Credit Card Limiting
I have two platinum cards, the American AAdvantage MasterCard and the United Mileage Plus Visa. I purposely increased my credit lines to maximize my mileage, and, of course, neither company objected. However, when I recently paid a $17,500 tuition bill with my Visa, I found that there was a monthly limit of 10,000 milesand an annual limit of 100,000 miles. Thus, I ended up losing 14,615 miles.
Unfortunately, none of these limits are made clear to the consumer, and when I contacted Visa I received no sympathy. I found out about this on my credit card statement, which was after the fact.
Perhaps you might want to let your readers know of this point, and steer them away from United and Visa. You recently gave the program a 8.5 rating; from my viewpoint a downgrade is in order.
Frequent Flyer Contributes
I have flown almost weekly since Sept. 11, and am determined to support the airlines and maintain my regular business travel schedule. However, I have experienced an alarming and enormous range of security experiences in a variety of airports.
It occurred to me: why not solicit the help of the most frequent-of-frequent flyers to report specific security concerns to the FAA? After all, we are the flyers most concerned with security issues and who are devoted to supporting the airlines.
I’m a 1K flyer on United, and fly thousands of miles on other airlines as well. I have discussed this idea with other frequent flyer members, and we’ve all experienced the same range of security and would appreciate being able to contact the FAA if necessary. We are all business travelers who are well aware of how seriously all airports should be implementing the new FAA guidelines.
One flight attendant I asked thought it an excellent idea, and she offered the additional advice: if you experience what seems to be lax security or otherwise, immediately report this to the gate agent who’ll contact the appropriate authority at the airport. She suggested the immediacy of this action would be most helpful, and I agree. However, when I did this recently in the Sacramento Airport (for example) they immediately became defensive and refused to consider my request a valid one.
Is there a way we could contact the FAA to file a specific report, if needed?
-Linda Barney Ridgway
Editor’s note: Linda, you could try the Department of Transportation: http://www.dot.gov/customersatisfaction/main.html.
There has been much made in the press recently about the need for the airlines to actively encourage people to travel by air again, following Sept. 11. I am a loyal and frequent Delta customer who travels from Denver to the United Kingdom once each month. I have three suggestions which you may wish to consider which I believe would help significantly.
Reduce the minimum international fare eligible for upgrading. This currently runs at $300 to $400 above the restricted coach fare. Reducing this to something approaching the restricted coach fare – even for a two to three month period – would greatly motivate people like me to resume our previous flying patterns.
Waive the seven-day advance requirements on ticketing for a temporary period. This is a real barrier to travel as it introduces inflexibility for the customer.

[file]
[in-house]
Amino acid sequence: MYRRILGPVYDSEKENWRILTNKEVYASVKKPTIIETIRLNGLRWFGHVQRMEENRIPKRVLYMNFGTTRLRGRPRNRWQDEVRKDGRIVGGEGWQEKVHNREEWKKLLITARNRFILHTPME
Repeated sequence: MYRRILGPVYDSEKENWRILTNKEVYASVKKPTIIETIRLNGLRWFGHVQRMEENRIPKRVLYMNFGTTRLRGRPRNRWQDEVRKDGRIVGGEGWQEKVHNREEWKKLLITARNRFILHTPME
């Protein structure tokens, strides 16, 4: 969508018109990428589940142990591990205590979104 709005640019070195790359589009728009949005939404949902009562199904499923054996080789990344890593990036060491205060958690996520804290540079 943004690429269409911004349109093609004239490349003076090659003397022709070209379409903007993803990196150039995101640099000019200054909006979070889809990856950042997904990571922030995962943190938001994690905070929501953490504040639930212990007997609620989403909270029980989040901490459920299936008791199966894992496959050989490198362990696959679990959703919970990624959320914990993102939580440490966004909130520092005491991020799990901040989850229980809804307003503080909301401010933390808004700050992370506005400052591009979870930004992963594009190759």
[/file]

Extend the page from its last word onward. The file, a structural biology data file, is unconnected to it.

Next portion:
Streamline the upgrade process for international trips. Right now if I want to purchase a Denver-London/Gatwick-Denver roundtrip coach ticket and upgrade it to BusinessElite, it entails the following process: Call reservations and ticket the trip in coach using the fare eligible for upgrading, which is currently $300 plus above the unrestricted coach fare. They cannot guarantee the BusinessElite upgrade, so they pass the task on to another department who process the upgrades. They tell me that this can take 24 to 48 hours.
In the meantime, the upgrades cannot be held until the second part of the process is complete. This means there is a risk that I could pay $300 plus more than is necessary and still go coach. Hardly an attractive solution.
The only solution to this is for me to drive to the Denver airport and complete the upgrade transaction there. From where I live, this involves a 90-minute roundtrip drive plus up to an hour waiting in the ticket counter line at Denver.
I am told that all this is necessary as your reservations staff cannot access my frequent flyer record to process the upgrade. This is particularly frustrating as I can complete the entire ticket and upgrade process with United or British Airways with one phone call.
Incidentally, I did contact your office last week and a gentleman called Mr. Paul returned my call saying that he is part of your Executive Office. I explained the above problem to him. His response was to tell me that “that’s the system” and that he was sorry I felt frustrated and disappointed that Delta could not speed up the process. In other words, “that’s our system and you can take it or leave it.” I assume that — especially now — this is not the signal you want to be sending to your Platinum members.
Worse, Mr. Paul looked at my reservation (since cancelled) and noted that the reservation person had held the reservation for four days in order to be helpful. He then told me that “this time he would not cancel the reservation” but that he would be speaking with the reservation person involved.
The inference was that the reservation agent would be somehow told off for trying to be helpful. I don’t think I need to tell you what a negative impression that made and I hope it’s not representative of the Delta service culture today.
Mr. Mullin, I am sure you have much to occupy you these days. However, I would ask that you seriously consider taking the above steps in the short term. As things stand, Delta is not making it easy for your loyal and frequent customers to remain that way.
-Terence R. D. Rollo
Editor’s note: This letter was sent to Leo Mullin, Chief Executive Officer of Delta Airlines.
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